More than half of home-isolated young adults (aged 16–30 years) with mild COVID-19 experienced persistent breathing trouble, loss of taste and smell, fatigue or impaired concentration and memory 6 months after their initial infection in a study of 312 patients in Bergen, Norway, published in Nature Medicine.
Long-term complications following COVID-19 are common in hospitalised patients with severe symptoms, but the burden of so-called ‘long COVID’ in mild to moderately ill patients is not well understood.
To assess the long-term symptoms of individuals with mild COVID, Bjørn Blomberg and colleagues followed up with a group of 312 patients, who made up 82% of the total cases in Bergen during the first pandemic wave in Norway. This group comprised 247 home-isolated and 65 hospitalised individuals with a median age of 46 years, 51% of whom were women. Participants went to a clinic on a bimonthly basis to have their symptoms recorded by interview with a physician. At 6 months, 61% of all patients had persistent symptoms, which were independently associated with the severity of the initial illness. A total of 61 (52%) of home-isolated young adults continued to have symptoms at 6 months, including loss of taste and smell (28%), fatigue (21%), trouble breathing (13%) and impaired cognition (13%) and memory problems (11%).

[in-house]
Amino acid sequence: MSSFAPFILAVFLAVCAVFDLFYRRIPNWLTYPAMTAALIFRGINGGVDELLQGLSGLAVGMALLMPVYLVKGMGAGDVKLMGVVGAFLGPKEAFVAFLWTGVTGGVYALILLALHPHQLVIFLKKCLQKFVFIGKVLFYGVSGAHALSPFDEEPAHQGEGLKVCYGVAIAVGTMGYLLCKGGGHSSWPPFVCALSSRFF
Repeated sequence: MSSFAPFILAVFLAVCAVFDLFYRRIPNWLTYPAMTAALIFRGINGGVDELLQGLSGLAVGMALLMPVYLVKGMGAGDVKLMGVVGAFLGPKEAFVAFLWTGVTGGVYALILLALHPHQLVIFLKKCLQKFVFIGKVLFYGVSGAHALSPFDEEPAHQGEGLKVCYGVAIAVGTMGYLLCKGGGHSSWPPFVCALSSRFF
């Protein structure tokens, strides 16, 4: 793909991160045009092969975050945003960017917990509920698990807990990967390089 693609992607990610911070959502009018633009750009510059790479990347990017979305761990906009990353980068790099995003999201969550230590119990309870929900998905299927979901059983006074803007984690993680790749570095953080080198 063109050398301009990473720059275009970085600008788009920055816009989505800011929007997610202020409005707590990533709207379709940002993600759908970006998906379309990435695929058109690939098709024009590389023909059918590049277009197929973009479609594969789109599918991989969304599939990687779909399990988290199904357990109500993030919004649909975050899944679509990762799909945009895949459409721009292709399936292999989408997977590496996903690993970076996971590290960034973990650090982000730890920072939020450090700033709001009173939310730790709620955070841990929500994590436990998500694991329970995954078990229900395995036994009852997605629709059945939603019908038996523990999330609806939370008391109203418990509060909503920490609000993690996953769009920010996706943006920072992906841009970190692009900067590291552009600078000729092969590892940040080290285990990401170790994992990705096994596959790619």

The authors express their concern that some non-hospitalised young people suffer from potentially severe symptoms for as long as half a year after infection, and note that the high occurrence of persistent fatigue in COVID-19 patients is striking and appears to be higher than that observed after other common infections, such as influenza and Epstein–Barr virus mononucleosis. Considering the millions of young people infected during the ongoing pandemic, the authors argue for comprehensive infection control, population-wide mass vaccination and further investigation into the spectrum of symptoms in milder cases.
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